Friday, May 24, 2019

Oct 10 18, 11:01 am

Peso-Dirham exchange slips further, now at Php 14.27

Filipino expats who have yet to send their money back to the Philippines can now get a great rate today, Friday, May 24 as the exchange rate favors OFWs more with a Dh 1 = Php 14.27 rate, according to the latest advisory from Sharaf Exchange. One of the main reasons...

Cebu Pacific offers seat sale, fly to Dubai for for 1,599 pesos

Manila, Philippines-- The biggest budget airline carrier Cebu Pacific will launch domestic and international seat sales starting tomorrow. Top local destinations included in the sale are Boracay, Siargao, Coron and Puerto Princesa Palawan which costs Php299 for a one...

So, what was Dubai like back in the day?

by | EDITOR’S CHOICE, Feature

Oct. 10, 18 | 11:01 am

DUBAI: Dubai and Abu Dhabi have, over the years, transformed from backwater, sleepy towns into international megalopolises that never sleep, pulsating with its state-of-the-art infrastructure, tolerance, as well as relatively uncomplicated labor and immigration policies.

Because of this, the expat community – now composed of over 200 nationalities from across the world – has grown from a few hundreds some 20 years ago to what the International Labor Organization (ILO) has recently estimated to be some eight million, or about 80 percent of the UAE’s population.

Filipinos have been among the pioneering expats to arrive in the UAE, with hundreds having been around since some 40 years ago, when salary offers were high compared to the cost of living.

We asked them about how it was back then, and here’s what they said:

Few buildings
“Trade center building, Dubai Metropolitan Hotel which is where St. Regis Hotel is situated now, Toyota building, Wilson apartments and Trade Center apartments were the only buildings on Sheikh Zayed Road. Burjuman and Al Ghurair Center were the only malls for luxury brands and regular brands, respectively. Downtown Dubai was a military camp and desert area. There was a big roundabout at the intersection of the Trade Center that looked like a hill.” – Engr. Mary Jane Alvero, arrived in Dubai in 1992

Engr. Mary Jane Alvero

Konting Pinoy pa lang
“I was welcomed by the simplicity of the city. From where we were accommodated, we could see barren tracts of land around us. Our building seemed to be an oasis in the middle of the desert. We could feel that there were less people then as Filipinos seemed to be very excited to see a fellow Filipino when going to the malls and parks, everybody seemed to know everyone back then. The main roads of Dubai were surrounded by empty spaces if not with desert village-looking buildings. This is contrary to what we can see at present.” – Andrea Lorenzo, arrived in Dubai in 2000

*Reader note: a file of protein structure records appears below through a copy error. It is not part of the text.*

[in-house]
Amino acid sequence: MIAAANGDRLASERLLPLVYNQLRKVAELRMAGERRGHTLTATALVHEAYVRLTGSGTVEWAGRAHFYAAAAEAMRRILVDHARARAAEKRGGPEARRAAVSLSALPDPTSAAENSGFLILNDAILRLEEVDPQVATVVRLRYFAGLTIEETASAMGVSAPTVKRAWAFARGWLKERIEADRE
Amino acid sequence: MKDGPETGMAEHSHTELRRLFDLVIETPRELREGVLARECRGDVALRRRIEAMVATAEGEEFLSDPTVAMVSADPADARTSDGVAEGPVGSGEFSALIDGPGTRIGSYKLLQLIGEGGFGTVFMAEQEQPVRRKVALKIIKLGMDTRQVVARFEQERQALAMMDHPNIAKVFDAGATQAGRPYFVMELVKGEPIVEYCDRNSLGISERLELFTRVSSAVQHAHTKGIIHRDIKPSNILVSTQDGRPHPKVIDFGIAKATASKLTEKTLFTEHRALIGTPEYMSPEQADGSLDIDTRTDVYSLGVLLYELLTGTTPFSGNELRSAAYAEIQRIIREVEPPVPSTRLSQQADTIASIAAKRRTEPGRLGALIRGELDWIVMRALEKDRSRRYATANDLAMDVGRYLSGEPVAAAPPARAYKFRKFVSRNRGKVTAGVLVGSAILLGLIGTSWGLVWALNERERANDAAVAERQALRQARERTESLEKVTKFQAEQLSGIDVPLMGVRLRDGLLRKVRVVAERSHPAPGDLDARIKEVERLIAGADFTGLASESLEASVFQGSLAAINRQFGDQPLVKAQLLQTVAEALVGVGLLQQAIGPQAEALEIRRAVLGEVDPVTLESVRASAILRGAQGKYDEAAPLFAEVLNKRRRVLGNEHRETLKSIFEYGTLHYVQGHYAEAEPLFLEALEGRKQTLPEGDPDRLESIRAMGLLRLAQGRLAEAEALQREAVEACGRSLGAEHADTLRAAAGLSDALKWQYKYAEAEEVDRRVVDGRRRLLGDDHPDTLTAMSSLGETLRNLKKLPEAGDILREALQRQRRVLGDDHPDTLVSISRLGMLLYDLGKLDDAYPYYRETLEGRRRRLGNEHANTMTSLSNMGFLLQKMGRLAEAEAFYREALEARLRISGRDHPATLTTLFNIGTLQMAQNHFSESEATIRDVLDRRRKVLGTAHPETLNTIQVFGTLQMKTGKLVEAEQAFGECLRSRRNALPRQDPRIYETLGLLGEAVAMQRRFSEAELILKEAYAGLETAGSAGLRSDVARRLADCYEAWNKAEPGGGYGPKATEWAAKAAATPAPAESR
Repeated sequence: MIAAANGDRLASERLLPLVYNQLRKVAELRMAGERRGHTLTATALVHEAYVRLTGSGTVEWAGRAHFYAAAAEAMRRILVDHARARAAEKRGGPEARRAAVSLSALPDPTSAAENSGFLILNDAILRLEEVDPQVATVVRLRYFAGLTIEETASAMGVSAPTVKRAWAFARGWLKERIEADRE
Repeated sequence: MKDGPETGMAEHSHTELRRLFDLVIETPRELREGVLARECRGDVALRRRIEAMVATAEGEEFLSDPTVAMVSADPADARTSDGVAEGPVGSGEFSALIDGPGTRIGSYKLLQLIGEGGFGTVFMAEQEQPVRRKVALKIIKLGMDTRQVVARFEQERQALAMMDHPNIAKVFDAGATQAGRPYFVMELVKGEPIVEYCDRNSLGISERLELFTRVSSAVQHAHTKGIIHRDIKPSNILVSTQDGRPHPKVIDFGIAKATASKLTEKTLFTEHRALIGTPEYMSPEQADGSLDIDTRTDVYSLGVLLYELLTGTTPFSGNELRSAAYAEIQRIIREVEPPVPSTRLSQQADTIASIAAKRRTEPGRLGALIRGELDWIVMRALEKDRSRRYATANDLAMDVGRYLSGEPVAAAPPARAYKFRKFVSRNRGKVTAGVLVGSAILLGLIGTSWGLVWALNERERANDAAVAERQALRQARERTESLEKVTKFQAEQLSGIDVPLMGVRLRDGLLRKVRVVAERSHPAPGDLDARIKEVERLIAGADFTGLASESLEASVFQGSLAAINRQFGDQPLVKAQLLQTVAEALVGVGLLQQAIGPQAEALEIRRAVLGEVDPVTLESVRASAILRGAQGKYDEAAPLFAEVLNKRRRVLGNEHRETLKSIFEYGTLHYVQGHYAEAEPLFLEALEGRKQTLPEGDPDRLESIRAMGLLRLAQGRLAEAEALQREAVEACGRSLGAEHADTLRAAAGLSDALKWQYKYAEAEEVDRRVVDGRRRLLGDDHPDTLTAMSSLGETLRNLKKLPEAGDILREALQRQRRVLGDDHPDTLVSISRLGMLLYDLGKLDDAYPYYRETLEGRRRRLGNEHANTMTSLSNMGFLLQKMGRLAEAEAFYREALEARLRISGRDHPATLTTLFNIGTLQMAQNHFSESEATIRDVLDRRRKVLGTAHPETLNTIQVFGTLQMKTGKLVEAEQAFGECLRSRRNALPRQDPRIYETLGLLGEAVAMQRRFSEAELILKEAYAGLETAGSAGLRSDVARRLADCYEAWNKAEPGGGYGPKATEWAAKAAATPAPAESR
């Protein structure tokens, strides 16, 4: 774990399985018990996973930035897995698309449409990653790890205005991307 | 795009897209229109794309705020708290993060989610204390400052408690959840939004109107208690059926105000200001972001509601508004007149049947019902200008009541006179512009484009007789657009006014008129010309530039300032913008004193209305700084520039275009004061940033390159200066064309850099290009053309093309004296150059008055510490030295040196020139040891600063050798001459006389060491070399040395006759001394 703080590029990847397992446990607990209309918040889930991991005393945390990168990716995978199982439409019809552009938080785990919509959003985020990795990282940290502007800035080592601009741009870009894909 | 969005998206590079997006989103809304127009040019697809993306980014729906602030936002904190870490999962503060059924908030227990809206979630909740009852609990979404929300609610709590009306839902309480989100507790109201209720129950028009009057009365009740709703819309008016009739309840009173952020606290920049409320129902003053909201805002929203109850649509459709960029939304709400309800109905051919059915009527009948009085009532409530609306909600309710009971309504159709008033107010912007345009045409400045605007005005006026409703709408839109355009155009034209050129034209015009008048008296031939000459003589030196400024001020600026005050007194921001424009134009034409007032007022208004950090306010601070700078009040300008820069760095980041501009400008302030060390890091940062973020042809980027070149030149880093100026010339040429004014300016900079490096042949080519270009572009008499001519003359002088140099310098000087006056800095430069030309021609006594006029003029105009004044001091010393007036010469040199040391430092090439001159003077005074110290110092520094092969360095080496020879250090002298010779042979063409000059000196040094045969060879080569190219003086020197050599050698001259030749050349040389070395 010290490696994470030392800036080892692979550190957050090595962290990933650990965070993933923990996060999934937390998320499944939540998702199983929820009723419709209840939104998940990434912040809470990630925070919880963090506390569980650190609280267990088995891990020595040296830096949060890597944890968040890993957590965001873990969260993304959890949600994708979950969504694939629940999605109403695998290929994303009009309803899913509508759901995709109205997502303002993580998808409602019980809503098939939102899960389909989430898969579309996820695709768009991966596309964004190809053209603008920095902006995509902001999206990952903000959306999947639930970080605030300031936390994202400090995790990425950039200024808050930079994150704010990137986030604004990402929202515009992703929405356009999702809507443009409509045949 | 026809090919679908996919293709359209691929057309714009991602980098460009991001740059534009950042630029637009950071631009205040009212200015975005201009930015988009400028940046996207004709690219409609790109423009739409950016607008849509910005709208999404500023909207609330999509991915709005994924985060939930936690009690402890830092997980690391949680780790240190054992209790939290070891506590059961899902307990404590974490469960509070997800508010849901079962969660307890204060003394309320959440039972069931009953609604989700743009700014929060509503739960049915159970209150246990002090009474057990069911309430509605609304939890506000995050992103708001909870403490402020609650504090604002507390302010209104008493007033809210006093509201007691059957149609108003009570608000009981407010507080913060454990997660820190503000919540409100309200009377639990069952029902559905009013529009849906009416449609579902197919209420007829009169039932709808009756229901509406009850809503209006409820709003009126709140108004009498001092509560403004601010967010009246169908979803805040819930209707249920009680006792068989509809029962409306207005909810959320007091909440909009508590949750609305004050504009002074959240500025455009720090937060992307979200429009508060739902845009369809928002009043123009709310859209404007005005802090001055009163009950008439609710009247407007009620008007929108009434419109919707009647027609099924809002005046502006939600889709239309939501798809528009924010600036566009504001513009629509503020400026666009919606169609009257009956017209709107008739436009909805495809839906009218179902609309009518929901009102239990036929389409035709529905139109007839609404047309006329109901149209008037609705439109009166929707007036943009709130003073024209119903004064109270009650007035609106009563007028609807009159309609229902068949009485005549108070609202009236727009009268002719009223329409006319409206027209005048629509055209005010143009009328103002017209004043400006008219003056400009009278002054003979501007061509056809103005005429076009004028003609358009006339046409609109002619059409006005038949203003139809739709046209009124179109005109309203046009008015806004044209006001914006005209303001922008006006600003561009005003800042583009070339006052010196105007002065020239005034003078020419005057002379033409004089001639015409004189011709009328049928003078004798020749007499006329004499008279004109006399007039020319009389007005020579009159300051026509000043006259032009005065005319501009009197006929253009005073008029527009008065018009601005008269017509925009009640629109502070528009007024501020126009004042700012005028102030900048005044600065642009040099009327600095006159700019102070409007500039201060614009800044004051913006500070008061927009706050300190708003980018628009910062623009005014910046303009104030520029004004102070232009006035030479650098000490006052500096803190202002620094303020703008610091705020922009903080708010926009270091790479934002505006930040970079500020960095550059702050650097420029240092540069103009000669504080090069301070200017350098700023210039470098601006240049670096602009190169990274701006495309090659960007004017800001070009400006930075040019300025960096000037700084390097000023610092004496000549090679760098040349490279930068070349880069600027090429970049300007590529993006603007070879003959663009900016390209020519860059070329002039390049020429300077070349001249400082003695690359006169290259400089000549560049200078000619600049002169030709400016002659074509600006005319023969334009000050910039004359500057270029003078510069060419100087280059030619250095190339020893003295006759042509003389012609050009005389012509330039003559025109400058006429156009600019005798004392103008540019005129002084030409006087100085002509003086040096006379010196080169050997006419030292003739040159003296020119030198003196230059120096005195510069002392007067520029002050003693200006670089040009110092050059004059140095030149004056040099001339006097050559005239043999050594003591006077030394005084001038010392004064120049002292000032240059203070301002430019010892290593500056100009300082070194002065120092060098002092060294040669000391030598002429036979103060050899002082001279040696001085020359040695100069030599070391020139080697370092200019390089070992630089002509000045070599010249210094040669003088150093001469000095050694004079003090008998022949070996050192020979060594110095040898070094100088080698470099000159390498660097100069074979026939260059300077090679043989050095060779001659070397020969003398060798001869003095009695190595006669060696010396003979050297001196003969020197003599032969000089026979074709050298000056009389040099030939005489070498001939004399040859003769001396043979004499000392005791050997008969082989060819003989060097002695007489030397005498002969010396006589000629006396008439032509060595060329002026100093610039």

Andrea Lorenzo

4pm ang bukas ng supermarkets ‘pag Friday
“Although the construction boom had started, generally the whole area is a desert, specially the road going to Jebel Ali wherein there were only two lanes at both sides. Beaches were underdeveloped and supermarkets were closed on Fridays and would only open at 4 PM.” – Engr. Jessie L. Cruz, arrived in Dubai also in 2000.

Engr. Jessie L. Cruz

Daming construction
“Dubai at the time was on the verge of fast development. The Business Bay Area and Dubai Marina were full of construction activities.” Roy Tamano, arrived in Dubai in 2005.

Roy Tamano

Jobs

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The Filipino Times is FREE and has the widest targeted circulation across the 7 emirates of the UAE.

With more than 2,500 strategic distribution spots, TFT is available where the Filipinos are - at Smart Bus Shelters, Metro Stations, restaurants, supermarkets, schools, airport lounges, Emirates and Etihad Philippine-bound flights, churches, Filipino community events and many more.

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THE FILIPINO TIMES is the biggest and most trusted Filipino newspaper in the UAE.

It has a print run of 60,000 copies and 250,000 readership per week; bolstered by 1 million visitors to its website every month. It also has an e-newsletter sent to its 250,000 subscribers every day.

The Filipino Times is FREE and has the widest targeted circulation across the 7 emirates of the UAE.

With more than 2,500 strategic distribution spots, TFT is available where the Filipinos are - at Smart Bus Shelters, Metro Stations, restaurants, supermarkets, schools, airport lounges, Emirates and Etihad Philippine-bound flights, churches, Filipino community events and many more.

THE FILIPINO TIMES. We are where the Filipinos are.

FOLLOW US

SIGN UP FOR NEWSLETTER

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